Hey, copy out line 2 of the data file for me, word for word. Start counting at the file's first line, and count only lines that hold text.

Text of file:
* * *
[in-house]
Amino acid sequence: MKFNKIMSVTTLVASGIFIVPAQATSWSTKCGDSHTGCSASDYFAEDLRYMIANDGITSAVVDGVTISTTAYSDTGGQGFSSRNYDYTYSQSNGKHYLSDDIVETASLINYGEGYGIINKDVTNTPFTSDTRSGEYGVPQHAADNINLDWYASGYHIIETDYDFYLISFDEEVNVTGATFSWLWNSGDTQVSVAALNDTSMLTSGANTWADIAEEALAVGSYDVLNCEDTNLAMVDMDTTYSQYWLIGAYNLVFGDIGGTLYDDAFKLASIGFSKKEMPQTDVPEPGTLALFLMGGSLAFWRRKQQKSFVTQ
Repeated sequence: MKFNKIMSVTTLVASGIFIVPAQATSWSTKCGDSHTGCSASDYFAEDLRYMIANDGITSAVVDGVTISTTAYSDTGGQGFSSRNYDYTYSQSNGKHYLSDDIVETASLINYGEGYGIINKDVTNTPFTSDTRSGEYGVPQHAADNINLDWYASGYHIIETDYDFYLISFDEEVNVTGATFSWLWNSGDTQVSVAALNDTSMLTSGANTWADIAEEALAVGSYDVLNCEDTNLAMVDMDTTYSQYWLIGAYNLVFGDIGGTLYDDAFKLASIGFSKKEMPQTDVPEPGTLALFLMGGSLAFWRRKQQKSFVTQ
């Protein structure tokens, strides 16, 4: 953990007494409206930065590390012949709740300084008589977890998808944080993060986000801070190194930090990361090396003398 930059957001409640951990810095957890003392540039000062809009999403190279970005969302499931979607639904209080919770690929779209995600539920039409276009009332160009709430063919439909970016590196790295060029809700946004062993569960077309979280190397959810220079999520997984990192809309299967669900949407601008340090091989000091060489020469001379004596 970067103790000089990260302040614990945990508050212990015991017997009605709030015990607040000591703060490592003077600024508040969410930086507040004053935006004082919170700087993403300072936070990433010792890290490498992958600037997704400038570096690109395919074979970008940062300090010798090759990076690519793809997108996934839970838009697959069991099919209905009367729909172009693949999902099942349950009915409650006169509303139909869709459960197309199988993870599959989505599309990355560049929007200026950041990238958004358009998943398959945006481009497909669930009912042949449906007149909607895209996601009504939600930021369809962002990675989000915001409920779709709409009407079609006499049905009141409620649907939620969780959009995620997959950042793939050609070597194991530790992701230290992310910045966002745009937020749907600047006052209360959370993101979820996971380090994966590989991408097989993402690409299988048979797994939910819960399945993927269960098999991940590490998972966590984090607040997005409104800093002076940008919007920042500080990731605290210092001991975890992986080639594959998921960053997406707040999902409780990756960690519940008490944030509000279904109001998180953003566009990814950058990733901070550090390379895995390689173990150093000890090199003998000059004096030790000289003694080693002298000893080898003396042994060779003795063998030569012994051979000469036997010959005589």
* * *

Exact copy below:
Amino acid sequence: MKFNKIMSVTTLVASGIFIVPAQATSWSTKCGDSHTGCSASDYFAEDLRYMIANDGITSAVVDGVTISTTAYSDTGGQGFSSRNYDYTYSQSNGKHYLSDDIVETASLINYGEGYGIINKDVTNTPFTSDTRSGEYGVPQHAADNINLDWYASGYHIIETDYDFYLISFDEEVNVTGATFSWLWNSGDTQVSVAALNDTSMLTSGANTWADIAEEALAVGSYDVLNCEDTNLAMVDMDTTYSQYWLIGAYNLVFGDIGGTLYDDAFKLASIGFSKKEMPQTDVPEPGTLALFLMGGSLAFWRRKQQKSFVTQ